I’ll be blunt here. Anyone who recommends any single treatment—drug, supplement list, diet, whatever—for all cancers is a nitwit. Cancers differ in so many dimensions: within a single person across time, within a single person at various bodily sites, between people, between organs, across sex and age groups, and on and on. Why this is so is one of the great challenges facing the human intellect—and why you want the best team possible looking out for you.
As an example of the diverse expression of malignancy, cancers are rare in children. But when they do arise they are typically raging wildfires of growth. Even so, most children diagnosed with a cancer are cured, even if the cancer is advanced.
In contrast, the older someone gets, the more likely they are to have a cancer. For example, by age 80, almost all men harbor cancerous cells in their prostate gland. Cancers in the aged grow more slowly than those in children—so slowly that minimal treatment is required. But when advanced, the most common cancers in older adults are generally incurable.
There are exceptions, as in the group of several dozen cancers called lymphomas. Most adults with fast-growing lymphomas are cured. Paradoxically, “indolent” lymphomas are likely to eventually take an adult’s life.
The variation continues down to the level of the single patient. One tumor can harbor different areas of vulnerability. Biopsy a tumor in two spots separated by an inch, and you may find differing and opposing drug vulnerabilities. What’s more, a tumor that is sensitive to a drug now may be resistant to the same drug in several months.
Going even further down, to the molecular level, there’s the issue of what “causes” cancer. Again, variation is the theme. Some tumors are caused by viruses. Some by bacteria. Some by radiation, some by toxins (including many from natural sources). Some by too much food during gestation, some by too little. Some by who knows what.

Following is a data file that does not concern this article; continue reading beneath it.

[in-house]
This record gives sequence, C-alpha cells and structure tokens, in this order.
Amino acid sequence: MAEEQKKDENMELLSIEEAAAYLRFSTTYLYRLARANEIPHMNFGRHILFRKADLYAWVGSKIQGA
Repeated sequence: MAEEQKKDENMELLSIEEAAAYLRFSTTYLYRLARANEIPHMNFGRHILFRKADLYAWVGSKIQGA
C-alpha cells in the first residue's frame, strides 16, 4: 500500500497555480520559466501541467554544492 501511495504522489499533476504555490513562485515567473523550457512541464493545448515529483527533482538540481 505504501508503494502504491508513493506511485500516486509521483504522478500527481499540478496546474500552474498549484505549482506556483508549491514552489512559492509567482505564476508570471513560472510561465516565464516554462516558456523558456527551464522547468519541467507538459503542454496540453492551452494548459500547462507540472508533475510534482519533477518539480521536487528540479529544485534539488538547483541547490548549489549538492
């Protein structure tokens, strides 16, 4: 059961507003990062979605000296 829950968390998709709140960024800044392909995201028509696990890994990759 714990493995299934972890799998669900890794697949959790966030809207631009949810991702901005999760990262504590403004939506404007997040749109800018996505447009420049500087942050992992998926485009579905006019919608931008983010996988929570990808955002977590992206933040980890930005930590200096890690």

You get the idea. Cancer is protean. If your health care provider doesn’t grok that, flee.
The organ of origin (such as breast or colon) is less important than the genetic mutations in your tumor.
There are many types of breast cancer, for instance. Some breast cancers are more similar to ovarian cancer than to other breast cancers in their vulnerability to particular drugs. Tumors from the right side of the colon may respond to certain drugs differently than tumors from the left side of the colon.
If your oncologist is not sure how to treat your cancer, deep study of your tumor’s genetic mutations (these will be different than the mutations in your normal cells) can help. One such test is called “next generation sequencing.” Other tests, called “metabolomics,” can determine which genes in your tumor are turned on or off. “Sensitivity testing” can help determine which treatments might have the best effect on your cancer. None of these tests are perfect. But they can offer guidance when your oncology team is stuck.
Get a second opinion. Far away.
It surprises most people to learn that your surgeon doesn’t diagnose your cancer. Nor does the radiologist who performs your needle biopsy. Your cancer is diagnosed by a doctor you will never meet: a pathologist. The pathologist slices, dices, and stains your biopsy specimen and, among other things, studies it under a microscope. Your oncologist uses the pathologist’s stated diagnosis to choose the right treatment for your cancer.